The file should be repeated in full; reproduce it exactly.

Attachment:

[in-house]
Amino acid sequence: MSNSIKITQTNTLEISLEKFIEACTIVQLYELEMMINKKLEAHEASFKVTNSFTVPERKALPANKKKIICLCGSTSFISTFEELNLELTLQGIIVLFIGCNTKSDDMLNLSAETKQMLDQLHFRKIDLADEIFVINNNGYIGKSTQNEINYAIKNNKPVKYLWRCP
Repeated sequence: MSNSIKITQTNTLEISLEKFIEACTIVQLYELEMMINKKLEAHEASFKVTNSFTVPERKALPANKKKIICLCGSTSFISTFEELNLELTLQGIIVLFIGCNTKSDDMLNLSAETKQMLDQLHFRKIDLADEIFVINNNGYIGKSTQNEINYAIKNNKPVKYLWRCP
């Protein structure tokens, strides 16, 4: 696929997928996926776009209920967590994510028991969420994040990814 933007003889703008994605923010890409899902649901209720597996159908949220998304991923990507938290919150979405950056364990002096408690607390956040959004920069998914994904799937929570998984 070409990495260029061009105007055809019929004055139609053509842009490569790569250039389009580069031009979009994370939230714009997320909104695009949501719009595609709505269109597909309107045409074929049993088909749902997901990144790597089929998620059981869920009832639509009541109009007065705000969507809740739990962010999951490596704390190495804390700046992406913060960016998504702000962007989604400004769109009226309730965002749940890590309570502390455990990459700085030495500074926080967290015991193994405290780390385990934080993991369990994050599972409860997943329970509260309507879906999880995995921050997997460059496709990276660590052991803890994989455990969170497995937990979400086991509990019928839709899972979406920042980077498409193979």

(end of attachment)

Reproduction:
[in-house]
Amino acid sequence: MSNSIKITQTNTLEISLEKFIEACTIVQLYELEMMINKKLEAHEASFKVTNSFTVPERKALPANKKKIICLCGSTSFISTFEELNLELTLQGIIVLFIGCNTKSDDMLNLSAETKQMLDQLHFRKIDLADEIFVINNNGYIGKSTQNEINYAIKNNKPVKYLWRCP
Repeated sequence: MSNSIKITQTNTLEISLEKFIEACTIVQLYELEMMINKKLEAHEASFKVTNSFTVPERKALPANKKKIICLCGSTSFISTFEELNLELTLQGIIVLFIGCNTKSDDMLNLSAETKQMLDQLHFRKIDLADEIFVINNNGYIGKSTQNEINYAIKNNKPVKYLWRCP
């Protein structure tokens, strides 16, 4: 696929997928996926776009209920967590994510028991969420994040990814 933007003889703008994605923010890409899902649901209720597996159908949220998304991923990507938290919150979405950056364990002096408690607390956040959004920069998914994904799937929570998984 070409990495260029061009105007055809019929004055139609053509842009490569790569250039389009580069031009979009994370939230714009997320909104695009949501719009595609709505269109597909309107045409074929049993088909749902997901990144790597089929998620059981869920009832639509009541109009007065705000969507809740739990962010999951490596704390190495804390700046992406913060960016998504702000962007989604400004769109009226309730965002749940890590309570502390455990990459700085030495500074926080967290015991193994405290780390385990934080993991369990994050599972409860997943329970509260309507879906999880995995921050997997460059496709990276660590052991803890994989455990969170497995937990979400086991509990019928839709899972979406920042980077498409193979």